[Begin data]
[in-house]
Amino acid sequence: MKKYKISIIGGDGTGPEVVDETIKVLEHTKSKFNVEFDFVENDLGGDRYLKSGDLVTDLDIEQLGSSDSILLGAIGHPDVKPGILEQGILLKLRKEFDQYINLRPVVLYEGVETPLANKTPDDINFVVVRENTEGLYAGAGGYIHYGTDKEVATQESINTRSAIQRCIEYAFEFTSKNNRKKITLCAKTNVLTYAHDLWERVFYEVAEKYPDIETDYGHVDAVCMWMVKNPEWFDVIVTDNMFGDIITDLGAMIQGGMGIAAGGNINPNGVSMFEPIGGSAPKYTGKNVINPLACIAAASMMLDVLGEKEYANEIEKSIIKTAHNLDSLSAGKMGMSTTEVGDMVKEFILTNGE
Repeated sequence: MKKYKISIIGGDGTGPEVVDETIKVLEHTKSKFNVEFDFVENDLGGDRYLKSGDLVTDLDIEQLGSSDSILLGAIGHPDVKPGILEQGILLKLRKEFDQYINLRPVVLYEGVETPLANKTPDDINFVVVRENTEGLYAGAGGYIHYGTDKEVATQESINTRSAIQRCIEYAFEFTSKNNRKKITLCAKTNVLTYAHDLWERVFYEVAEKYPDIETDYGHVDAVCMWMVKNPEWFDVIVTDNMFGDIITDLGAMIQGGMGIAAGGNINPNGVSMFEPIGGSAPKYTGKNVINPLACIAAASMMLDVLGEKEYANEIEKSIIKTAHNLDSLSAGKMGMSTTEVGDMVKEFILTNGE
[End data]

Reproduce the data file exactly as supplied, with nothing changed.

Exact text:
[in-house]
Amino acid sequence: MKKYKISIIGGDGTGPEVVDETIKVLEHTKSKFNVEFDFVENDLGGDRYLKSGDLVTDLDIEQLGSSDSILLGAIGHPDVKPGILEQGILLKLRKEFDQYINLRPVVLYEGVETPLANKTPDDINFVVVRENTEGLYAGAGGYIHYGTDKEVATQESINTRSAIQRCIEYAFEFTSKNNRKKITLCAKTNVLTYAHDLWERVFYEVAEKYPDIETDYGHVDAVCMWMVKNPEWFDVIVTDNMFGDIITDLGAMIQGGMGIAAGGNINPNGVSMFEPIGGSAPKYTGKNVINPLACIAAASMMLDVLGEKEYANEIEKSIIKTAHNLDSLSAGKMGMSTTEVGDMVKEFILTNGE
Repeated sequence: MKKYKISIIGGDGTGPEVVDETIKVLEHTKSKFNVEFDFVENDLGGDRYLKSGDLVTDLDIEQLGSSDSILLGAIGHPDVKPGILEQGILLKLRKEFDQYINLRPVVLYEGVETPLANKTPDDINFVVVRENTEGLYAGAGGYIHYGTDKEVATQESINTRSAIQRCIEYAFEFTSKNNRKKITLCAKTNVLTYAHDLWERVFYEVAEKYPDIETDYGHVDAVCMWMVKNPEWFDVIVTDNMFGDIITDLGAMIQGGMGIAAGGNINPNGVSMFEPIGGSAPKYTGKNVINPLACIAAASMMLDVLGEKEYANEIEKSIIKTAHNLDSLSAGKMGMSTTEVGDMVKEFILTNGE